Reading has so many benefits for kids, such as improving vocabulary and language skills and helping to develop imagination and concentration. Reading logs are a great way for you and your students to keep track of their reading throughout the week!
Use this fun story rollercoaster template to help young readers understand the different elements of a story. After students have finished their story, have them consider these who, what, where, why, and how questions as they relate to the plot.
Use this nonfiction comprehension worksheet to help second and third graders learn all about Misty Copeland, the first African American woman to become a principal dancer at the American Ballet Theatre.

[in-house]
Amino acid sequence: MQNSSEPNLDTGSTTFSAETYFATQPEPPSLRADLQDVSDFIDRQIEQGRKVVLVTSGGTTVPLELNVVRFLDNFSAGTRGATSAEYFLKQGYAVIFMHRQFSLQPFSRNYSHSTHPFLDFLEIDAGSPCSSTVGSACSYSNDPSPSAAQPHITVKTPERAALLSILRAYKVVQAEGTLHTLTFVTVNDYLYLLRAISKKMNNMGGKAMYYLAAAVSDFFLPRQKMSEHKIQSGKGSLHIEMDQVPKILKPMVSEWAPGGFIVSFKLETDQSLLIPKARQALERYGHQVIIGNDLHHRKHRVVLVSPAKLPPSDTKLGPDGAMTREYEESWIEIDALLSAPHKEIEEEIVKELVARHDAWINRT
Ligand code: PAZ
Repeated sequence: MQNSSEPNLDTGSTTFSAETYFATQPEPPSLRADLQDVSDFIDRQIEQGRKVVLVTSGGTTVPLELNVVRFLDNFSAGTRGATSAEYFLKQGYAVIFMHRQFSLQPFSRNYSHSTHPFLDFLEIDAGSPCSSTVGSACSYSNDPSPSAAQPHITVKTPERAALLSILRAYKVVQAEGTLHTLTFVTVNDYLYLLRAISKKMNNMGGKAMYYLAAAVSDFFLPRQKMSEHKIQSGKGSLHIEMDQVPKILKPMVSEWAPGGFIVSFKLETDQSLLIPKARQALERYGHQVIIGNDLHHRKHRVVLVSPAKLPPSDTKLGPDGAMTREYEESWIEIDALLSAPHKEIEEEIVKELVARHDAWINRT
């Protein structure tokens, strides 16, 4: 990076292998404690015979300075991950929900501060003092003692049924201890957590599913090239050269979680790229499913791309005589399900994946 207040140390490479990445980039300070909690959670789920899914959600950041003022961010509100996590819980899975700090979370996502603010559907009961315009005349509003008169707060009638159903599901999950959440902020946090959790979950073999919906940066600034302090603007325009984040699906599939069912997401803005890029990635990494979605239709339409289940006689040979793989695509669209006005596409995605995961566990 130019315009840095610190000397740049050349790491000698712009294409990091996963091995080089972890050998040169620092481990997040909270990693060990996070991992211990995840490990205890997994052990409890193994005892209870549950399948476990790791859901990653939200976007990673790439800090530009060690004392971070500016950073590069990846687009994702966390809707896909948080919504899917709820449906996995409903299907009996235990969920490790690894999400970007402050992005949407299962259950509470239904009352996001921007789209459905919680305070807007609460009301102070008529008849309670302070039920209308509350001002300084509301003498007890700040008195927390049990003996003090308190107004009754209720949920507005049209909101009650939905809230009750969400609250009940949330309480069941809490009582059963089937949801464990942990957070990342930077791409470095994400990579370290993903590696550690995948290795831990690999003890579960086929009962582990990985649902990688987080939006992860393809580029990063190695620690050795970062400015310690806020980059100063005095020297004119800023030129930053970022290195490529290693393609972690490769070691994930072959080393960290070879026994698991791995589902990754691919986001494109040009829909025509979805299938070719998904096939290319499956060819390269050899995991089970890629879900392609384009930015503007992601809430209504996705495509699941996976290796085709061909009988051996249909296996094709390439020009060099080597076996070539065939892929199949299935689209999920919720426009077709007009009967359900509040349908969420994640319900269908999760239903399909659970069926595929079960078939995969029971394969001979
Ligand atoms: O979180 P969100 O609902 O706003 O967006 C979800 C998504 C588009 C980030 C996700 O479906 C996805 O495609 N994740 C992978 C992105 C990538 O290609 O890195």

Use this awesome story mountain template to help young readers understand the different elements of a story. Students will use this activity to organize their thoughts about the beginning, problem, climax, solution, and ending of a story.
Your young readers are sure to enjoy this story about Ralph and the discovery he makes on his walk. This worksheet will help strengthen your students' comprehension skills as they answer questions about the text.
Comparing Two Nonfiction Texts: A Female Freedom Fighter
Use this resource to practice comparing and contrasting key points and details between two texts. Your students will complete a graphic organizer to record the important information from two historical texts on the same topic.
Use this resource with your students to practice relating to the text by making connections. Your students will practice making text-to-self, text-to-text, and text-to-world connections as they read literature or informational text.